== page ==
Forum for Science, Industry and Business

Sponsored by:     3M 
Search our Site:

 

Gluten-free diet reduces risk of type 1 diabetes in mice

08.05.2014

New experiments on mice show, that mouse mothers can protect their pups from developing type 1 diabetes by eating a gluten-free diet. According to preliminary studies by reseachers at the University of Copenhagen, the findings may apply to humans.

More than 1% of the Danish population has type 1 diabetes, one of the highest incidence rates in the world.


The mouse study adds more knowledge to a field that has been object for research many years.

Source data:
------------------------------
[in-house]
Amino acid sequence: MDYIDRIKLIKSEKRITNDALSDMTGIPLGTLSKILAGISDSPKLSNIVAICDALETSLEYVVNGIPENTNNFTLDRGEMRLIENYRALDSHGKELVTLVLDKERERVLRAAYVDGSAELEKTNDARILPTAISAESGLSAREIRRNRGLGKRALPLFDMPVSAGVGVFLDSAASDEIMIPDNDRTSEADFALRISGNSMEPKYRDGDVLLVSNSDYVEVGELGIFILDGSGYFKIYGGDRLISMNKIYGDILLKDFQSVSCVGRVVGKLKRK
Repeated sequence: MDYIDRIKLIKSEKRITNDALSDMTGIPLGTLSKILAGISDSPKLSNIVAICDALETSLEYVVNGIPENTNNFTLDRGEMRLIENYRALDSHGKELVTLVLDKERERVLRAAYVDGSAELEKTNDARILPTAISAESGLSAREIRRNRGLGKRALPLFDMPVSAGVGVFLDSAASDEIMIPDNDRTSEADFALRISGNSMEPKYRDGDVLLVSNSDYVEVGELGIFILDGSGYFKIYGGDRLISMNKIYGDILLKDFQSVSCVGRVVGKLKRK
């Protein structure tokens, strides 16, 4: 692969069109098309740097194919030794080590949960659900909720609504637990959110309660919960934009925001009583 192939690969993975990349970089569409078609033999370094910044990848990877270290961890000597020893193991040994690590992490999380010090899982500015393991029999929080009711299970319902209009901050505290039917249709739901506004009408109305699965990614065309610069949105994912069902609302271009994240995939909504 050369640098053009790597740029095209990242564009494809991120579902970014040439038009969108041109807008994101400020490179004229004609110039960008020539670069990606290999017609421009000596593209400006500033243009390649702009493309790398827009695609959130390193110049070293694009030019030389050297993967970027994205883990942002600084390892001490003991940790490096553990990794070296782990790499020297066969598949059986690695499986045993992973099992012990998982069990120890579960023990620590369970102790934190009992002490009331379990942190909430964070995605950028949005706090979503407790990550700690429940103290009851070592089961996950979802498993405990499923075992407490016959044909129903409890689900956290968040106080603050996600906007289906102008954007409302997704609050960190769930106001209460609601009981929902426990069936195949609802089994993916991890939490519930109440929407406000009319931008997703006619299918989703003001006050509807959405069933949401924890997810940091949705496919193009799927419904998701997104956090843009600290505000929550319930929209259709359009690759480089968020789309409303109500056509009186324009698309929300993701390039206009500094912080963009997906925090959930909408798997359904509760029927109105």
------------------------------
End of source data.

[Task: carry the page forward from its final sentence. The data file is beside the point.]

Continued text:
New experiments on mice now show a correlation between the health of the pups and their mothers eating a gluten-free diet. Our hope is that the disease may be prevented through simple dietary changes, the researchers say.

"Preliminary tests show that a gluten-free diet in humans has a positive effect on children with newly diagnosed type 1 diabetes. We therefore hope that a gluten-free diet during pregnancy and lactation may be enough to protect high-risk children from developing diabetes later in life," says assistant professor Camilla Hartmann Friis Hansen from the Department of Veterinary Disease Biology, Faculty of Health and Medical Sciences.

The findings have recently been published in the recognised journal Diabetes.

14 years of research into gluten-free diet

Findings from experiments on mice are not necessarily applicable to humans, but in this case we have grounds for optimism, says co-writer on the study professor Axel Kornerup from the Department of Veterinary Disease Biology, Faculty of Health and Medical Sciences.